Consumption Patterns in Arab Countries
AFED Public Opinion Survey
The Arab public is ready to pay more for energy and water and embrace changes in consumption patterns if this will help preserve resources and protect the environment, according to a survey carried out by Arab Forum for Environment and Development (AFED) in 22 countries. However, good intentions and wishes of the public, as demonstrated in the survey results, are not enough, as putting change into action requires the introduction of appropriate enabling conditions by governments. While public awareness and education are important tools to demonstrate the benefits of sustainable consumption on human health and the environment, regulations and incentives are indispensable to transform intentions into action. Implementing energy and water conservation measures on a large scale requires revising subsidies. Renewable energy will not be deployed extensively as long as conventional fuels are sold at fraction of their real market price. Equally, phasing out subsidies needs to be accompanied by direct economic and social benefits, mainly job creation, providing education and health coverage, alongside securing appropriate income levels and pension schemes.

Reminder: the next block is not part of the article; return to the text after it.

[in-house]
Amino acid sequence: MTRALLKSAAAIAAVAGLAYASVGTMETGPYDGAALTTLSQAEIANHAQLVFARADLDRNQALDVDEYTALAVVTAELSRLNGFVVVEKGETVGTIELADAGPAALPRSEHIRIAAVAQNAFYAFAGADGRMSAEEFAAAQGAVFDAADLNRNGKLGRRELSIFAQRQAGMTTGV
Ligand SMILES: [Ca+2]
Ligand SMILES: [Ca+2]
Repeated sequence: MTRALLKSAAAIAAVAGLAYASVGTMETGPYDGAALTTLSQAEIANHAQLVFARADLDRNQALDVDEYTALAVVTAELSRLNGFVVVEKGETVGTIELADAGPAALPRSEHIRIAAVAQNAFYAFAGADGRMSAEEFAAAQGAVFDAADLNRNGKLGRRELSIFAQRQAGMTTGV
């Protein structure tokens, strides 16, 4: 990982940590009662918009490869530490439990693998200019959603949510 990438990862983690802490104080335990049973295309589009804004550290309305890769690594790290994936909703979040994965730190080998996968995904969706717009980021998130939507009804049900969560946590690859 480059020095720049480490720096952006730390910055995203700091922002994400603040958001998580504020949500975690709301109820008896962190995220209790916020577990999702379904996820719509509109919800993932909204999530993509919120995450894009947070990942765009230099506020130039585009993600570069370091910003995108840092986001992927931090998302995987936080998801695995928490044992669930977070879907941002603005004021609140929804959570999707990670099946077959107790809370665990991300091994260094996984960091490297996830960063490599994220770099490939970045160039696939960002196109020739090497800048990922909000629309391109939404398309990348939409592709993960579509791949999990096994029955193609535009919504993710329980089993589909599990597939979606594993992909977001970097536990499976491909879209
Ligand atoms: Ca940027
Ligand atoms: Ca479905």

When a vast 84% majority of the people accept to eat more fish than red meat, which is better for the environment as well as health, the fact remains that good intentions cannot be transformed into action until fish is made available in abundant quantities and at affordable prices.
As safeguarding the environment and ensuring sustainable management of natural resources are the main driving concerns for consumption patterns, the survey also examined public attitudes regarding some general environmental challenges, focusing on water, energy and food. This allowed comparison with previous surveys carried by AFED on public opinion attitudes towards environmental challenges in 2006 (AFED Survey, 2006), and on climate change in 2009 (AFED, 2009). Comparison was also made with a survey carried out by Al-BiaWal-Tanmia (Environment & Development) magazine in 2000 (EDM, 2000).